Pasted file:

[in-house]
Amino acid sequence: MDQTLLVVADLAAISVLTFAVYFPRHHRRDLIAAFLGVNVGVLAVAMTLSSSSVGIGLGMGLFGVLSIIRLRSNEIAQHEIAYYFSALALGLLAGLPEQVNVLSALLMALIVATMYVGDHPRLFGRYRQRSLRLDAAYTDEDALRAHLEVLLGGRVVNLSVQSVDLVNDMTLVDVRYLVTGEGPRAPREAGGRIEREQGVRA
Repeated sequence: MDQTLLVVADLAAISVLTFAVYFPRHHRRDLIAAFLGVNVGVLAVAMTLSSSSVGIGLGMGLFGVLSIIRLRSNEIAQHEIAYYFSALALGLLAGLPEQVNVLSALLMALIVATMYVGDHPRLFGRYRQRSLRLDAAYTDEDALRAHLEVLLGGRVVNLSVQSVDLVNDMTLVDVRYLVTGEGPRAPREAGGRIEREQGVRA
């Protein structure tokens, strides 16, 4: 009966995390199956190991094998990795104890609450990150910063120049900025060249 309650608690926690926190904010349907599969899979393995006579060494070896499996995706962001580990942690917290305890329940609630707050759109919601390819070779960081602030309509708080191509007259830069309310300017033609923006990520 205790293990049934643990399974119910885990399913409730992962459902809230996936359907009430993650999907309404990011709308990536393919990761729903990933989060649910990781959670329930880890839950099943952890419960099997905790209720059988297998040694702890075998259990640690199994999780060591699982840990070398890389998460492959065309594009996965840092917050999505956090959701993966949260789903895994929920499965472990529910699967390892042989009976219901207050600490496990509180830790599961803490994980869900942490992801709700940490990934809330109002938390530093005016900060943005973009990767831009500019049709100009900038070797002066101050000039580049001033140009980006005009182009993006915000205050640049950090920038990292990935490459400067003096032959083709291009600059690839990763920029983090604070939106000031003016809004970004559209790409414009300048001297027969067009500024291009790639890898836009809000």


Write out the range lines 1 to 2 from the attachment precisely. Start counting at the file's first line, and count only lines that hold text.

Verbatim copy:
[in-house]
Amino acid sequence: MDQTLLVVADLAAISVLTFAVYFPRHHRRDLIAAFLGVNVGVLAVAMTLSSSSVGIGLGMGLFGVLSIIRLRSNEIAQHEIAYYFSALALGLLAGLPEQVNVLSALLMALIVATMYVGDHPRLFGRYRQRSLRLDAAYTDEDALRAHLEVLLGGRVVNLSVQSVDLVNDMTLVDVRYLVTGEGPRAPREAGGRIEREQGVRA